A decade on, power ministry wants to try once more
Open access in electricity supply is the buzzword. Again. BJP’s chief ministerial hopeful Vijay Goel announced his plan to cut power tariffs in Delhi by bringing in more competition ‘like we did in the telecom sector’ at Narendra Modi’s rally in the capital last week. And power minister Jyotiraditya Scindia said he planned to separate the carriage and content business in the electricity sector, allowing even households, eventually, to buy electricity from the firms of their supply. So, instead of being tied to a monopoly supplier who has little incentive to lower tariffs— these are fixed on the basis of costs by the electricity regulator—the consumer can opt for buying electricity from another supplier; the new supplier B will pay supplier A a ‘wheeling charge’ for using his power lines into the consumer’s house. So, though one firm owns the power line coming into a customer’s house, you can bring in competition and hence reduce prices.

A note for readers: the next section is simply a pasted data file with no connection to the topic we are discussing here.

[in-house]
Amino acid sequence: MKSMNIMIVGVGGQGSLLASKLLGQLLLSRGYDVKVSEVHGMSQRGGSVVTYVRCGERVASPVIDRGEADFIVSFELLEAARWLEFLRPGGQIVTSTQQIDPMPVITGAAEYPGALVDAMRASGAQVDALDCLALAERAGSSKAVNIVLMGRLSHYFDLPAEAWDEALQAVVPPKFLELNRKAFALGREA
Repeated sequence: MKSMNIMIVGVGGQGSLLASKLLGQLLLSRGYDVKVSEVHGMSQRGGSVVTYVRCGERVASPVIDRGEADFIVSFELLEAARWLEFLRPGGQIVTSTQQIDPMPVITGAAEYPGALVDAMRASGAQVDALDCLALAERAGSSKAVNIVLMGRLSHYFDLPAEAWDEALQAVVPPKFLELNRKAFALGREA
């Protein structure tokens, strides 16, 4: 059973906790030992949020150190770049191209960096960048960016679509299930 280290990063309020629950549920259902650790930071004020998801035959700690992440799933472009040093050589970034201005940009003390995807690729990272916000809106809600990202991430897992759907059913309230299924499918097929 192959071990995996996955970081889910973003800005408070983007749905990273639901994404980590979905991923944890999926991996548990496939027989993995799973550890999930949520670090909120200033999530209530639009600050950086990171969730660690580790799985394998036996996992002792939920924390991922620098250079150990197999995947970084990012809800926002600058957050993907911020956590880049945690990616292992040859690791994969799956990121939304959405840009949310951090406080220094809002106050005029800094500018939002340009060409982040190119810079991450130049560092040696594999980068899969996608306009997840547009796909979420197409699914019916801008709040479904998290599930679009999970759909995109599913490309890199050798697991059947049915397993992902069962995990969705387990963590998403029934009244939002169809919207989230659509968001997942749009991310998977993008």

If all of this sounds like déjà vu, it is because it is. The Electricity Act of 2003 laid down a timeline for making open access mandatory for large consumers, who used more than 1 MW of power, within 5 years. Since allowing this could lead to power suppliers losing their most lucrative customers, whose payments help subsidise households and agriculture consumers, the Act said there would be a cross-subsidy surcharge to take care of this – so, supplier B would pay supplier A a cross-subsidy surcharge along with a wheeling charge. Problem is, this never happened. But those in favour of open access, the Planning Commission primarily, kept at it and, in December 2010, the Attorney General okayed this when he said electricity regulators would no longer set the tariffs for bulk consumers, they would just set the wheeling charges and the surcharge. There were more delays and it took till the end of 2011 for the matter to be notified. And yet, almost 2 years later, the power minister is once again talking of open access. The pity is that despite okaying yet another mammoth bailout for state electricity boards, the power ministry has still not managed to make open access happen, it is still just talking about it.